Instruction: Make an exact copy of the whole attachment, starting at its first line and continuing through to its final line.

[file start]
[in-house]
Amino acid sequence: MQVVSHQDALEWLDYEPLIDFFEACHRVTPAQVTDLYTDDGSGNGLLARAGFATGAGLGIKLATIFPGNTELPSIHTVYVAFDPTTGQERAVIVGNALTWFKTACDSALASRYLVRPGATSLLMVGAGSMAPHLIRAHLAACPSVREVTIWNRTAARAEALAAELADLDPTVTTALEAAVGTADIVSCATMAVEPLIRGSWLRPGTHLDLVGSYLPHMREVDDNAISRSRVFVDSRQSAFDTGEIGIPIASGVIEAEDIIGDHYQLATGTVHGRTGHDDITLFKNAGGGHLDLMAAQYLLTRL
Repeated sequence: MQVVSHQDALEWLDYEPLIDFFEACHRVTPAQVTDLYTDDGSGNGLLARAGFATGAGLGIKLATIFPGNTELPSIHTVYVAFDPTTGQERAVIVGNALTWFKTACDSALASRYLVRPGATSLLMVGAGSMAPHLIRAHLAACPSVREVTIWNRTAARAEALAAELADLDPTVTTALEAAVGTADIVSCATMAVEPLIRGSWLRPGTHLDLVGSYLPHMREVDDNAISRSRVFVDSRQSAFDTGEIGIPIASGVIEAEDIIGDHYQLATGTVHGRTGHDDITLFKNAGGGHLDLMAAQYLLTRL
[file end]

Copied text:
[in-house]
Amino acid sequence: MQVVSHQDALEWLDYEPLIDFFEACHRVTPAQVTDLYTDDGSGNGLLARAGFATGAGLGIKLATIFPGNTELPSIHTVYVAFDPTTGQERAVIVGNALTWFKTACDSALASRYLVRPGATSLLMVGAGSMAPHLIRAHLAACPSVREVTIWNRTAARAEALAAELADLDPTVTTALEAAVGTADIVSCATMAVEPLIRGSWLRPGTHLDLVGSYLPHMREVDDNAISRSRVFVDSRQSAFDTGEIGIPIASGVIEAEDIIGDHYQLATGTVHGRTGHDDITLFKNAGGGHLDLMAAQYLLTRL
Repeated sequence: MQVVSHQDALEWLDYEPLIDFFEACHRVTPAQVTDLYTDDGSGNGLLARAGFATGAGLGIKLATIFPGNTELPSIHTVYVAFDPTTGQERAVIVGNALTWFKTACDSALASRYLVRPGATSLLMVGAGSMAPHLIRAHLAACPSVREVTIWNRTAARAEALAAELADLDPTVTTALEAAVGTADIVSCATMAVEPLIRGSWLRPGTHLDLVGSYLPHMREVDDNAISRSRVFVDSRQSAFDTGEIGIPIASGVIEAEDIIGDHYQLATGTVHGRTGHDDITLFKNAGGGHLDLMAAQYLLTRL